Monday, 21 September 2015

52 Ordinary Words: Denial

When I was first diagnosed with MS, over twenty years ago, I was told repeatedly that I was in denial.  This would have been because I chose to ignore it and to carry on – as far as possible – as if it was “business as usual.”  I think a part of me was in - what is commonly understood as – denial.  But, even now - when there’s no doubt that I suffer with MS, because my lifestyle has been radically altered - I prefer to live my life pretending that I haven’t got it. 

I’ve always maintained that I happen to have MS, but that I’m not defined by it.  I took the view, right from the start, that I was going to focus on what I could do with it and not on what I couldn’t do.  Indeed, as David Whyte says, in his book, Consolations, denial can be a mercy, because it can cradle and hold “an identity until it is ready to move on.” 

So there are times when choosing to deny something is a very positive thing to do.  Indeed, because I chose to deny that it was the last day of my holiday on Friday (and to block all negative thoughts) I squeezed the last possible drop from the tube.  In fact it wasn’t until I set my alarm to be up very early on Saturday morning, in order that I pack at the last possible moment, that I admitted to myself that it was over, for certain. 

But I am left wondering about Whyte’s notion that denial “fully experienced, also enables us to understand the full measure of our reluctance thus becoming a way of both paying attention to and appreciating what is asking to be seen.”  I take it that he is referring to the states of mind I have outlined above, because there are many people who are in denial but are not aware that they are blocking out reality. 

I am thinking, in particular, of Mary, who gave every impression that she had no idea she was dying – and if she suspected she was I would counter that she was repudiating the obvious.  Would she have considered denial a “beautiful transitional state”?  I imagine it could be seen in that light – in retrospect – and certainly there are things it is better that we do refuse to engage in, but isn’t engagement Whyte’s point, here?  For, usually, when we deny something we are, in a sense, rejecting it.  And if we are denied something we are unable to proceed – it is rejecting us.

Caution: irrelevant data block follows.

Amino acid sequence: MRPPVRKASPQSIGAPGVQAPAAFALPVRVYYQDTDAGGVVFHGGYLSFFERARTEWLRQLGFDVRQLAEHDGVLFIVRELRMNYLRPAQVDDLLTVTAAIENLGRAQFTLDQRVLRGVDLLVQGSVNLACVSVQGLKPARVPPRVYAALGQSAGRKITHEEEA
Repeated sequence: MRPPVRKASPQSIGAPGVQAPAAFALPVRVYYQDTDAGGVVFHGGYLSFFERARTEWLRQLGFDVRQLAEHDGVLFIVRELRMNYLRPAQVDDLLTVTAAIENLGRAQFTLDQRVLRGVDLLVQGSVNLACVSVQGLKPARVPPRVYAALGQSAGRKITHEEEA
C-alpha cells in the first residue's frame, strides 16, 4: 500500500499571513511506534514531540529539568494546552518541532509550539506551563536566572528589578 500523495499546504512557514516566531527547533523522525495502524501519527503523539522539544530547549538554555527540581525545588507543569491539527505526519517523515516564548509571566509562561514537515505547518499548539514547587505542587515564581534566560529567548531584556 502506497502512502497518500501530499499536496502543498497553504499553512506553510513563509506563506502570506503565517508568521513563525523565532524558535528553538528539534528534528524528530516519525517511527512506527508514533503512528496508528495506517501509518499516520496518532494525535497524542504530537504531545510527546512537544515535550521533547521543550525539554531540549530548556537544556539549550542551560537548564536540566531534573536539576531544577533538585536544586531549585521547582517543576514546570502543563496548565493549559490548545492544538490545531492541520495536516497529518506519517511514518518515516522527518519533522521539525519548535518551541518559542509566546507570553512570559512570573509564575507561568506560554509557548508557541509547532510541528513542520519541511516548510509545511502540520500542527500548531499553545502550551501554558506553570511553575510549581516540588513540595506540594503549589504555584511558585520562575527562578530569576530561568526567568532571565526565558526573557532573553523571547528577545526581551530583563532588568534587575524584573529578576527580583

Had Mary meditated upon her impending death would she have been better able to make the transition?  I believe that denial, for her, was a prison, such that when the moment came for her to die – as it had to – she was terrified.  If only denial had prepared her to take the next step with courage. 

Denial came to a natural end when Mary breathed her last.   But, as her death was slow and painless surely it would have been easier (for her, as well as for us) had she paid attention to what beckoned and readied herself for the inevitable casting off of a final skin.  She gave the impression that preferred to refuse to face what she considered she was not yet ripe for, because she wanted to live in the present – to squeeze out every last drop.  Her privilege, of course (!)

The process of denial can be, as Whyte says, “the crossroads between perception and readiness;” in which case it is indeed a “necessary dynamic so that the overpowering elements of a waiting terrifying universe can be held for now, over the horizon”.  Until then we are called to be here now, “breathing the air of the present.”  


  1. Firstly, I love the way you live your life with MS, realizing you have it but not letting it define you. Your example of Mary is so, so interesting. I got the sense that Mary knew she did not want to get to acceptance, so why go through the anger, bargaining, and depression. She would be terrified at the end, so why not stay in denial? To each his own. However, I wonder, as I think you do too, whether the time leading up to her death, could have been different, perhaps even richer, if she slowly eased into it with acceptance.

    1. Thank you. As Mary was a person who denied she was getting older, let alone dying, I think acceptance would have been anathema. Such a shame, because I think her experience of life would have been a much happier one.